Government to Scrap Personal Tax Relief in New Proposal

Government to Scrap Personal Tax Relief in New Proposal

The government has announced plans that could see it scrap personal relief for salaried employees from the next financial year.

The proposal is contained in the Kenya Kwanza government’s Draft Medium-Term Revenue Strategy for the period covering the 2024-25 and 2026-27 financial periods.

In the draft proposals published by Treasury, the government says it will review tax reliefs with a view of eliminating those that are counterproductive.

Currently, taxpayers enjoy personal, insurance, medical, housing and relief related to persons with disability as government seeks to encourage a saving culture, boost purchase of insurance policies, increase home ownership and ease the tax burden on Kenyans.

Treasury, however, notes that the tax incentives come at cost by way of government foregoing tax revenue.

“In addition, tax incentives increase the complexity of the tax system and reduces its effectiveness as an instrument to promote equity,” Treasury said.

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It further adds that research has found that tax incentives do not necessarily influence taxpayers’ behaviour into embracing the self-improvement culture such as saving or mortgaging.

“During the strategy period, the government will review the tax reliefs with a view to eliminate reliefs that are counterproductive. However, with the removal of tax relief, the low income tax earners will be cushioned in line with the adjusted tax bands by creating a zero-rate tax band,” Treasury said.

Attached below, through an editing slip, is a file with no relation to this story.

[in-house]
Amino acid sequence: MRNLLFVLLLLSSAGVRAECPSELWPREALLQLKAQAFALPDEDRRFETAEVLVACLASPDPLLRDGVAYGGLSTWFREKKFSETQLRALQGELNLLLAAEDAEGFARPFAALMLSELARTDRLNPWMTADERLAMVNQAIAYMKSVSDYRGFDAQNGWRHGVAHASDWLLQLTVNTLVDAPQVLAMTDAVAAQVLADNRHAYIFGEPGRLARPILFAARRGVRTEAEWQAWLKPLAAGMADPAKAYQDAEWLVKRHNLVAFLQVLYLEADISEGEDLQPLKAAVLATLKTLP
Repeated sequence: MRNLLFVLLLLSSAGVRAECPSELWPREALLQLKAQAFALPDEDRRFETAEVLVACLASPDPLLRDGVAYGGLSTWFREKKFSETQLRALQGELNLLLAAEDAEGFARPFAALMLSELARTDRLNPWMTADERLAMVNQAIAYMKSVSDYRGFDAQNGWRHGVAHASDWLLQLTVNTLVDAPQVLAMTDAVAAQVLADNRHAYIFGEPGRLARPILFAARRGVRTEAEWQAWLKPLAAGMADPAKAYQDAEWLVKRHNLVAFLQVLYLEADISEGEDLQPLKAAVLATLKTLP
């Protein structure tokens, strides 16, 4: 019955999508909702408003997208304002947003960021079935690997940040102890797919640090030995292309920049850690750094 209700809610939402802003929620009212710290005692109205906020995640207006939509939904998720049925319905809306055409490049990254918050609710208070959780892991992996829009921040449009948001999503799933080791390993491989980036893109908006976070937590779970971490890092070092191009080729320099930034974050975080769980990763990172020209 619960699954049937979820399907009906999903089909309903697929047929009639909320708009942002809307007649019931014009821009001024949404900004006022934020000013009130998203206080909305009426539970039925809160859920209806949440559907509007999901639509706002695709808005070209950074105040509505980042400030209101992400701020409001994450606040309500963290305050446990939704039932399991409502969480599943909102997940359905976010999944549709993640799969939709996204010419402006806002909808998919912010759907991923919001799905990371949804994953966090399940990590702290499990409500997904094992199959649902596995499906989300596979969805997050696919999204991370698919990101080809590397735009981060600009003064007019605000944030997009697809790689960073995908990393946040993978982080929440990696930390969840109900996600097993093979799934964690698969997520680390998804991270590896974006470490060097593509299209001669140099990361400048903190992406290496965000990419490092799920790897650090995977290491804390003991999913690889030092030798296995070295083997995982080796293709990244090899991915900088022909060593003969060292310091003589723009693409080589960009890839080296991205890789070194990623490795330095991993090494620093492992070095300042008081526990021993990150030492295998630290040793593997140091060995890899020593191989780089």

Currently, personal relief is pegged at Sh2,400 per month (Sh28,800 per annum) while the minimum monthly taxable income is Sh24,001.

This means individuals earning less than Sh24,000 monthly (Sh288,000 per year) continue to be exempt from income tax.

The Income Tax Act provides for five tax bands on personal income.

These are Sh0-Sh288,000 per year at the rate of 10 per cent; the next Sh100,000 per year at the rate of 25 percent; the next Sh5,612,000 per year at the rate of 30 percent; the next Sh3,600,000 per year at the rate of 32.5 percent and above Sh9,600,000 per year at the rate of 35 percent.

However, Treasury has proposed to review and expand the tax bands under the draft medium term revenue strategy.

“The structure is not progressive since tax bands are not wide enough to cushion low income earners. Further, the structure increases opportunities for tax avoidance and evasion,” Treasury said.

“The government will review the structure to improve its progressivity and harmonise the income tax top rate with the corporate income tax rate during the strategy period.”

The standard corporate tax rate is 30 percent (increased from 25 per cent effective January 1, 2021).

Treasury said the Medium-Term Revenue Strategy is aimed at boosting domestic revenue which has been declining over time.

It said funds realised from the tax reforms will go towards financing government programmes for the remaining period of Vision 2030.

Kenyans have until October 6, 2023, to submit their views to Treasury on the proposals.

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